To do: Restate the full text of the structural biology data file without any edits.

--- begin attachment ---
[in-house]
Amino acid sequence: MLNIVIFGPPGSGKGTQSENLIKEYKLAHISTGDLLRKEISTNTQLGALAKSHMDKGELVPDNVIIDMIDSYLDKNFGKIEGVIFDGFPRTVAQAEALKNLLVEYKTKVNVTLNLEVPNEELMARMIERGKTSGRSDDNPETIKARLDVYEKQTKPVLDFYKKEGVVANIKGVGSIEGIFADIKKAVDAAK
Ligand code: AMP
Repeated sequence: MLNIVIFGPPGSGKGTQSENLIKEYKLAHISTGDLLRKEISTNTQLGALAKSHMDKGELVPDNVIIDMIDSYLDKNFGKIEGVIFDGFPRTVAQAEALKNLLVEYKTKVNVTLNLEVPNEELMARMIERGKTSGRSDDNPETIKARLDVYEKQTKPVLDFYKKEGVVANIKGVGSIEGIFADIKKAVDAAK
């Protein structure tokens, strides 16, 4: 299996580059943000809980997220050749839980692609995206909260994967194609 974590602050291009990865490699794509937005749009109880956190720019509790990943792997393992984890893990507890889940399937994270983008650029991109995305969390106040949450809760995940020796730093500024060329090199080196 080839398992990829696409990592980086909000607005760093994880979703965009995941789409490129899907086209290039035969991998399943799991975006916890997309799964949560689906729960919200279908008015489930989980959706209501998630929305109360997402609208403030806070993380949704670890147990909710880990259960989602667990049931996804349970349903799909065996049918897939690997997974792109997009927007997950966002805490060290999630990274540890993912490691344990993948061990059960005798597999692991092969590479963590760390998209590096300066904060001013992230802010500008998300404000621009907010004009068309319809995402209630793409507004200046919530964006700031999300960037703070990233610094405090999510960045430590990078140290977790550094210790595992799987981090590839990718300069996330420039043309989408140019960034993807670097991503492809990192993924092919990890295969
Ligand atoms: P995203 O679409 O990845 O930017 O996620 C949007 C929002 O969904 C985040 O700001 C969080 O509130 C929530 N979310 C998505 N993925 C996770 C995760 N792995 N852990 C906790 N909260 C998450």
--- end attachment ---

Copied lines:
[in-house]
Amino acid sequence: MLNIVIFGPPGSGKGTQSENLIKEYKLAHISTGDLLRKEISTNTQLGALAKSHMDKGELVPDNVIIDMIDSYLDKNFGKIEGVIFDGFPRTVAQAEALKNLLVEYKTKVNVTLNLEVPNEELMARMIERGKTSGRSDDNPETIKARLDVYEKQTKPVLDFYKKEGVVANIKGVGSIEGIFADIKKAVDAAK
Ligand code: AMP
Repeated sequence: MLNIVIFGPPGSGKGTQSENLIKEYKLAHISTGDLLRKEISTNTQLGALAKSHMDKGELVPDNVIIDMIDSYLDKNFGKIEGVIFDGFPRTVAQAEALKNLLVEYKTKVNVTLNLEVPNEELMARMIERGKTSGRSDDNPETIKARLDVYEKQTKPVLDFYKKEGVVANIKGVGSIEGIFADIKKAVDAAK
């Protein structure tokens, strides 16, 4: 299996580059943000809980997220050749839980692609995206909260994967194609 974590602050291009990865490699794509937005749009109880956190720019509790990943792997393992984890893990507890889940399937994270983008650029991109995305969390106040949450809760995940020796730093500024060329090199080196 080839398992990829696409990592980086909000607005760093994880979703965009995941789409490129899907086209290039035969991998399943799991975006916890997309799964949560689906729960919200279908008015489930989980959706209501998630929305109360997402609208403030806070993380949704670890147990909710880990259960989602667990049931996804349970349903799909065996049918897939690997997974792109997009927007997950966002805490060290999630990274540890993912490691344990993948061990059960005798597999692991092969590479963590760390998209590096300066904060001013992230802010500008998300404000621009907010004009068309319809995402209630793409507004200046919530964006700031999300960037703070990233610094405090999510960045430590990078140290977790550094210790595992799987981090590839990718300069996330420039043309989408140019960034993807670097991503492809990192993924092919990890295969
Ligand atoms: P995203 O679409 O990845 O930017 O996620 C949007 C929002 O969904 C985040 O700001 C969080 O509130 C929530 N979310 C998505 N993925 C996770 C995760 N792995 N852990 C906790 N909260 C998450």